It has been reported that Bill Haas was originally supposed to be the final captain’s pick by Tom Watson. This was based on the word of some U.S. players. However, Webb Simpson sent a text the night before pleading his case to Watson, having already told his players that Haas was the last pick. The bottom line was that their was a clear lack of decisiveness in the situation and false hope among the players. However, the media only knew about Simpson’s text and not of Haas’ “confirmation” at the time. In the case of the media, one crucial fact was left out of this situation and was not properly addressed until yesterday.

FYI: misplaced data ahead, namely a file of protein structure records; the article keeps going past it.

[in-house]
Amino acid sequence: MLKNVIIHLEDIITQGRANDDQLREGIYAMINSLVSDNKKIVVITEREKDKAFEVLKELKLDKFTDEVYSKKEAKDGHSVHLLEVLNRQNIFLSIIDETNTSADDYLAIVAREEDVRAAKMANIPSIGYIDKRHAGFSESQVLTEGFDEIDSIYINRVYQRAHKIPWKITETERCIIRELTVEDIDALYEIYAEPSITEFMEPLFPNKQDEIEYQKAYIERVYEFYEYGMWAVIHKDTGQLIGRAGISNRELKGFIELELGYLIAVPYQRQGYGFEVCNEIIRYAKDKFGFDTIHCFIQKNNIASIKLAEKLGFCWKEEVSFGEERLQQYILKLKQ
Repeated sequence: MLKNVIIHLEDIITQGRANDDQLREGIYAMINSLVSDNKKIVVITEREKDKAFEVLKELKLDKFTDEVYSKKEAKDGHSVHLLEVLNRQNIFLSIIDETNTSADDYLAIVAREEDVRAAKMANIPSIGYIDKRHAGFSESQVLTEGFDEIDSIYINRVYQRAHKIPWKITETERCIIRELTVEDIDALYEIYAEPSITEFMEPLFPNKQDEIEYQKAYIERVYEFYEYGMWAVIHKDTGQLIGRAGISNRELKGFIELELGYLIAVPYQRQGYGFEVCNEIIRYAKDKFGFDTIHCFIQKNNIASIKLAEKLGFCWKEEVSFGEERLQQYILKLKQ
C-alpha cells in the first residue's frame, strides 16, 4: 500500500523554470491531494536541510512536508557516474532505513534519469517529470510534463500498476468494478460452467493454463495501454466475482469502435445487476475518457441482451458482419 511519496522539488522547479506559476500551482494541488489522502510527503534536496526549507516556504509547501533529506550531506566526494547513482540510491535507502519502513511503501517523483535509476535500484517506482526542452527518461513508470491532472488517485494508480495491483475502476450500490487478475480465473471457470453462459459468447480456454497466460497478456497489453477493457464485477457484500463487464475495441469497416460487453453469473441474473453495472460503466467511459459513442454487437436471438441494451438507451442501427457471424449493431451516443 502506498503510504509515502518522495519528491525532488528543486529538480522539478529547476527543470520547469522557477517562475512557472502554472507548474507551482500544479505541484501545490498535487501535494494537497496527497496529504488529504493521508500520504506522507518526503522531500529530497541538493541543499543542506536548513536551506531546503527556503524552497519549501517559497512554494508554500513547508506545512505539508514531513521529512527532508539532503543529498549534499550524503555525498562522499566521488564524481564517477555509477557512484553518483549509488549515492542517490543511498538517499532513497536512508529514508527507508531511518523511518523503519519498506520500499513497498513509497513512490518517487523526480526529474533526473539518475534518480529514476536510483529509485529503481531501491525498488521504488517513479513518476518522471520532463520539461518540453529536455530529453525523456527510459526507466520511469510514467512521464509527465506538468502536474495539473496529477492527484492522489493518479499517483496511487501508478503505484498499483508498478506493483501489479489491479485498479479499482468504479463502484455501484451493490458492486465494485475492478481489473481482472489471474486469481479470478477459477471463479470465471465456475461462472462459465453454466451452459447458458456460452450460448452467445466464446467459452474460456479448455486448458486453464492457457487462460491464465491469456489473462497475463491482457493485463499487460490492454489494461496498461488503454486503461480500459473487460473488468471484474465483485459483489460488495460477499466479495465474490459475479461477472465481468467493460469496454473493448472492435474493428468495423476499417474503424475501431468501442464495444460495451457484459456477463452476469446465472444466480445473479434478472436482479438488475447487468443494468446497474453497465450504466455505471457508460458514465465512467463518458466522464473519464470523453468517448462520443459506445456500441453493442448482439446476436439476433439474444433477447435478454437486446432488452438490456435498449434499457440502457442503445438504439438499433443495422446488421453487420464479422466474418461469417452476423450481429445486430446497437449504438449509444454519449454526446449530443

This year’s Ryder Cup is one that should soon be forgotten by U.S. fans and players alike. However, this new development will keep a sour taste for a little bit longer. The media presence in this situation was simply not in the right place at the right time. Regardless of the timing, Tom Watson is being painted in a negative light and will ultimately have a difficult time renewing his captain’s seat for future Ryder and President’s Cups.